Unfortunately, addiction has become a problem in society and the Social Security Administration considers addiction problems in its evaluation of someone’s disability claim. In general, whether its drug or alcohol addiction, the addiction doesn’t in and of itself qualify one for benefits. On the other hand, someone struggling with an addiction does not automatically get rejected either.
Obviously, when one struggles with addiction, that individual can potentially lose his/her job or at the very least, have trouble performing that job in an acceptable way. So addiction and the inability to work often go hand-in-hand.
Consequently, one of the questions considered is “would this individual be capable of work if they were able to overcome the addiction?” That is often a difficult question to answer. But if the addiction-related work impairments seem “caused” by the addiction, benefits will be denied.
On the other hand, addiction may be the underlying cause of a serious medical problem. Medical conditions such as liver damage, brain damage, seizures, depression, and others, may have been caused by long-term addiction. When that happens, instead of focusing on the fact that addiction contributed to the condition, the Administration will follow its own rules as it relates to evaluating the liver damage, brain damage, etc. In other words, the medical conditions and limitations become the focus of the Administration’s review instead of the addiction. Then the determination is made without regard to the addiction factor. So the impact of addiction on the disability evaluation will be a case-by-case decision.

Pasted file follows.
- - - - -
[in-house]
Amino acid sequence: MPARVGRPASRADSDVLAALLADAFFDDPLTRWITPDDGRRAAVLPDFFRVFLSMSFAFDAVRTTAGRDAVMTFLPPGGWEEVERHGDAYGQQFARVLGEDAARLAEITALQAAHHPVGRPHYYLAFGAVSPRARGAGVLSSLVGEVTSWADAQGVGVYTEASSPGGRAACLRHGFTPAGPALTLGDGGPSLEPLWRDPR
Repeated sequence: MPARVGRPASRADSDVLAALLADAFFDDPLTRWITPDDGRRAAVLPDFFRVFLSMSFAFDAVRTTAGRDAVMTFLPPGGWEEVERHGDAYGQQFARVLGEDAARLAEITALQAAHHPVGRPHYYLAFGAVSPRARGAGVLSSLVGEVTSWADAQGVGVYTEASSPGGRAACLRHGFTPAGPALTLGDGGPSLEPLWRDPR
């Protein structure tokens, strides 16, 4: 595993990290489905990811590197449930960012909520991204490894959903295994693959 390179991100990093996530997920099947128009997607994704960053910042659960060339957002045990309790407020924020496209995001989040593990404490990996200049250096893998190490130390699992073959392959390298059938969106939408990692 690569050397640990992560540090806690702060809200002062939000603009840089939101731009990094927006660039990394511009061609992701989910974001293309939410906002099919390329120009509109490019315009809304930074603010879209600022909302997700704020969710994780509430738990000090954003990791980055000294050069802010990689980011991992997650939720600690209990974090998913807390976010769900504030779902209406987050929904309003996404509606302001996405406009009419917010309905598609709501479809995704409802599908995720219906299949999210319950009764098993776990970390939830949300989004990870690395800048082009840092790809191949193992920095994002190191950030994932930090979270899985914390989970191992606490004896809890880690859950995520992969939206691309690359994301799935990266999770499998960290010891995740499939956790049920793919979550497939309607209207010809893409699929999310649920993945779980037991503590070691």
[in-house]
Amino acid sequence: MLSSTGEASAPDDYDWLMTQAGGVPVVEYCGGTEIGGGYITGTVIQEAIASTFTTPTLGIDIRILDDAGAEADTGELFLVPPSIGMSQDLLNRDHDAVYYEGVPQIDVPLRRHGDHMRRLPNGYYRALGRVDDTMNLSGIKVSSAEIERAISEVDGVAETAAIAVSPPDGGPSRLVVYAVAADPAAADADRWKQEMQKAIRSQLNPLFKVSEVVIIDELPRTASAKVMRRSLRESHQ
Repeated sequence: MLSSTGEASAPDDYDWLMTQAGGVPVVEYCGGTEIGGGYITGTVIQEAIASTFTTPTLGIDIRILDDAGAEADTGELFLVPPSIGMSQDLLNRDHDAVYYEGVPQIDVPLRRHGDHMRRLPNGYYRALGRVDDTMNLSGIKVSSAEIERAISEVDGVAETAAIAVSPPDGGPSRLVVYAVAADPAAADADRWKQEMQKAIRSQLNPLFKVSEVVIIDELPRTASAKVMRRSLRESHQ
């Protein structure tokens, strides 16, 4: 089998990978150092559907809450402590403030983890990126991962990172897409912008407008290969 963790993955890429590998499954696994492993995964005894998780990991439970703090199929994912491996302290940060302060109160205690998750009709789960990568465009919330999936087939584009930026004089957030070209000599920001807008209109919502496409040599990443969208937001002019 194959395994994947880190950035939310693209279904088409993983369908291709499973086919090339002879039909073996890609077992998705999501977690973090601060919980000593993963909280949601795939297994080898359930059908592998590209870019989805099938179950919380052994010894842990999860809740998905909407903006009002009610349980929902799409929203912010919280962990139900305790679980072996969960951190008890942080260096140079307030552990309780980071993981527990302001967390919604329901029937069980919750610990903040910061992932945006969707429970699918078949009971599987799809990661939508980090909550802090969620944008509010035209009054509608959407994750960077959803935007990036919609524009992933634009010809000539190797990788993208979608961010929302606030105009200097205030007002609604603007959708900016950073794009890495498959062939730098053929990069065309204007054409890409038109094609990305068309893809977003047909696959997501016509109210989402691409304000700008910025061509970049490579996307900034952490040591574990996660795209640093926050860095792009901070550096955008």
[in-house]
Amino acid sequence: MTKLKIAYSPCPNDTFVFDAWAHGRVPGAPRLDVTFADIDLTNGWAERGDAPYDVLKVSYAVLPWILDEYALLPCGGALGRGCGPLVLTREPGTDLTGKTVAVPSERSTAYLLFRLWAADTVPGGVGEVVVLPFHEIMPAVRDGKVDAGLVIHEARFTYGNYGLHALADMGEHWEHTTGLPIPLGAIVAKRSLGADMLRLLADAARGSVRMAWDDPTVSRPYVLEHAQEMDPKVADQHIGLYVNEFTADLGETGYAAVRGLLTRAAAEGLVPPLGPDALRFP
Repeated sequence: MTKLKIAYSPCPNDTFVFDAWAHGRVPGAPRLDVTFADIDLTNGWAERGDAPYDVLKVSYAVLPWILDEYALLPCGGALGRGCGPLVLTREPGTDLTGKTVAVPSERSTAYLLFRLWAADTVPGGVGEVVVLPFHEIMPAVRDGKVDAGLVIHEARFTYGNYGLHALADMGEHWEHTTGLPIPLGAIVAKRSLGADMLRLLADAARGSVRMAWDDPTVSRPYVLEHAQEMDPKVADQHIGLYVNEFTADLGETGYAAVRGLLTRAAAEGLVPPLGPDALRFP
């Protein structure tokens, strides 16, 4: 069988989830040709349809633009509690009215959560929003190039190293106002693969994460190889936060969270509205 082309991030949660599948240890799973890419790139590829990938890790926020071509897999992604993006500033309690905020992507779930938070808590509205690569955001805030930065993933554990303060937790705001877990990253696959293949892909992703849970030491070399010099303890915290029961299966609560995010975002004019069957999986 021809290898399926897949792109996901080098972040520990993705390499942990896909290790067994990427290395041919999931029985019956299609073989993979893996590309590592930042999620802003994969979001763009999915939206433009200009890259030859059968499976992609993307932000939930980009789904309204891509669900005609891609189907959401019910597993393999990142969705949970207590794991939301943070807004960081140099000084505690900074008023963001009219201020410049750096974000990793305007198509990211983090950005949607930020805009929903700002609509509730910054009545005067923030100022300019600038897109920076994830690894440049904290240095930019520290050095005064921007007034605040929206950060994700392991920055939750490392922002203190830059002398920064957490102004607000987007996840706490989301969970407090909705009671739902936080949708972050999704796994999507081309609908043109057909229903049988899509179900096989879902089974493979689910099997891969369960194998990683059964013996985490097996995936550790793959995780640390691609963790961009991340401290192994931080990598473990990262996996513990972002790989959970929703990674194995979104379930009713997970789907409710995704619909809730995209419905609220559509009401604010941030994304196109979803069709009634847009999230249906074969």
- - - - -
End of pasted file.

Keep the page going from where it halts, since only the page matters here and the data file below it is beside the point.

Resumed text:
Michael A. LeBoeuf, Associate Attorney, Law Offices of Peter J. Lemoine